Since plants do not have bones like we do to hold them up, they need to have another means of support. What plants use for structure is a polysaccharide known as cellulose. Cellulose is found in the rigid cell walls and is actually the most abundant organic compound on Earth! Similar to starch, cellulose is a polymer of glucose. In cellulose, the glucose molecules are in the beta position. This means that every glucose molecule is upside-down in comparison to the neighboring glucose molecules. Cellulose resembles a rod in that it is straight and never branched. Two neighboring and parallel cellulose molecules can bond their hydroxyl groups to form microfibrils. Microfibrils are a strong building material for plants and are even useful for humans. Cellulose is one of the main components of paper and the only ingredient in cotton.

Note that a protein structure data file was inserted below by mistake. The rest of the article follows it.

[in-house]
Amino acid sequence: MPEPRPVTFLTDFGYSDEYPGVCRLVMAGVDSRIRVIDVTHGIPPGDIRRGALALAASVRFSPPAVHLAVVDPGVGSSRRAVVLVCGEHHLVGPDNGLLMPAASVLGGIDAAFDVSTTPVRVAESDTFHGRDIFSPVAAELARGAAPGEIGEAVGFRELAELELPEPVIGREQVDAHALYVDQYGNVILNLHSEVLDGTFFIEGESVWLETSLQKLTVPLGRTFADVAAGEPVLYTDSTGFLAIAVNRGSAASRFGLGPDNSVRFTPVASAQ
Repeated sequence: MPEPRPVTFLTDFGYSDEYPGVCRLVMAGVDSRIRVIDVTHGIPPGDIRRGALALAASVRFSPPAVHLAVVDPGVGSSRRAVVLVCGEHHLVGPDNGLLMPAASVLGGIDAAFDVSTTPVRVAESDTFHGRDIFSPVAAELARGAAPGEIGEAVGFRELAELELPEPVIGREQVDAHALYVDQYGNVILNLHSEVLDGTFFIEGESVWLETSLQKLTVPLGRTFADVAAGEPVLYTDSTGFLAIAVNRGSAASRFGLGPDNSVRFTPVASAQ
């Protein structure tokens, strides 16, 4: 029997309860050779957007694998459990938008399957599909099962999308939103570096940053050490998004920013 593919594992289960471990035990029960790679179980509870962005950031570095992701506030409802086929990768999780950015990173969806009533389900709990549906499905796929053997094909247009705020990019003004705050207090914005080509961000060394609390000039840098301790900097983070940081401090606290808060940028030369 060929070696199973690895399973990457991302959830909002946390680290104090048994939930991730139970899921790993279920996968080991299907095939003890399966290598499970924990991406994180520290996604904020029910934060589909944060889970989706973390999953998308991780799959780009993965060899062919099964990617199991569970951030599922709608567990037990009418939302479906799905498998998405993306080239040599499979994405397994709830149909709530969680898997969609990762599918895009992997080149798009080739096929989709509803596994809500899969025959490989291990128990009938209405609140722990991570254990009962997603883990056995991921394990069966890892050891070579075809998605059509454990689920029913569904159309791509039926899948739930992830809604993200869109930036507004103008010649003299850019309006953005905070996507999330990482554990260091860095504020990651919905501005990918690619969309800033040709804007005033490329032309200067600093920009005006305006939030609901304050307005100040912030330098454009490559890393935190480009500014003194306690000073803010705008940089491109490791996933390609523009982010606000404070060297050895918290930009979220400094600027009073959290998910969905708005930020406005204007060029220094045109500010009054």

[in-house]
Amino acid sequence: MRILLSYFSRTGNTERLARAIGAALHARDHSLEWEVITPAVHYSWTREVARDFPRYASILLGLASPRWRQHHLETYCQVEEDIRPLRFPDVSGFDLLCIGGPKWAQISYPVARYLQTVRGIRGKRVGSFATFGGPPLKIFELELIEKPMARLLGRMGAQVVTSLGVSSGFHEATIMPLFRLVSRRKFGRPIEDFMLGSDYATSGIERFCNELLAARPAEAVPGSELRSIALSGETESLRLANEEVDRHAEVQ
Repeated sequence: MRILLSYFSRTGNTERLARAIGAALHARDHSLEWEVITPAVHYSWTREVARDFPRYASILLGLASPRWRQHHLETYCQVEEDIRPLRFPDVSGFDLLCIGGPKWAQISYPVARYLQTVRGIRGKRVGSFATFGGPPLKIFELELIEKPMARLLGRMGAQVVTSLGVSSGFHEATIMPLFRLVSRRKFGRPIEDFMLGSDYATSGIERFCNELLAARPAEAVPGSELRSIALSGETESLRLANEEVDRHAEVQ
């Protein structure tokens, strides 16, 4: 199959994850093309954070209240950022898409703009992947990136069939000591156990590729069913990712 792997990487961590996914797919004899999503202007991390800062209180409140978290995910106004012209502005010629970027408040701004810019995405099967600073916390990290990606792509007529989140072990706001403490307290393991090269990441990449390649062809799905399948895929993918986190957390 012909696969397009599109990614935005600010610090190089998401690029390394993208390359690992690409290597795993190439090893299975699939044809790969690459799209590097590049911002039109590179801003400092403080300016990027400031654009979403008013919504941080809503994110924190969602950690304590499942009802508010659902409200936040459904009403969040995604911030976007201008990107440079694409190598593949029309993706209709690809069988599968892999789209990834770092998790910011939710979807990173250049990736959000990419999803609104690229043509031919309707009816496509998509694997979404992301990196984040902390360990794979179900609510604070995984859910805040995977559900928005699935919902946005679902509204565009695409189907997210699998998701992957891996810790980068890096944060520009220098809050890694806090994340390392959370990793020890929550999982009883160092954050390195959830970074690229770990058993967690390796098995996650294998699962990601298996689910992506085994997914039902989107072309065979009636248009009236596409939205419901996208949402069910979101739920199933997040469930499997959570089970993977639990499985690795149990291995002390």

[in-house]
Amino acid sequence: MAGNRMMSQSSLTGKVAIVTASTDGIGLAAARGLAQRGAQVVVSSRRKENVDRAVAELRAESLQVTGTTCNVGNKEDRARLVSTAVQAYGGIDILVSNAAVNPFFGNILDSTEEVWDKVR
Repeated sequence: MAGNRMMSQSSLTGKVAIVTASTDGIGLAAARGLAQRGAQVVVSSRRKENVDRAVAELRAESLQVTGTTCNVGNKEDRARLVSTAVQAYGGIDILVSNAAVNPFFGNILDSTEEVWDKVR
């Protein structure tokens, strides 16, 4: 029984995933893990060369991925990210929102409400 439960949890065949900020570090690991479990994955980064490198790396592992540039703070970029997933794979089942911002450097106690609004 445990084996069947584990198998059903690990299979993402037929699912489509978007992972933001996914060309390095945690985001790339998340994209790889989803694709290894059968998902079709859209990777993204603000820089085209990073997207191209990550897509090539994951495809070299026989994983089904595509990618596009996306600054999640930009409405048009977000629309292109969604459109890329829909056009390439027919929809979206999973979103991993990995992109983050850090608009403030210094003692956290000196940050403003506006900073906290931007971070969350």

Although cellulose is such a vital part in plants, and plays an important roles in humans’ lives also, animals (including humans) cannot digest it. Cellulose, instead, acts as fiber to help food pass through the digestive tract. Cellulose, just like other foods, is eliminated from our system with the feces. On food packages, insoluble fiber is mainly referring to cellulose.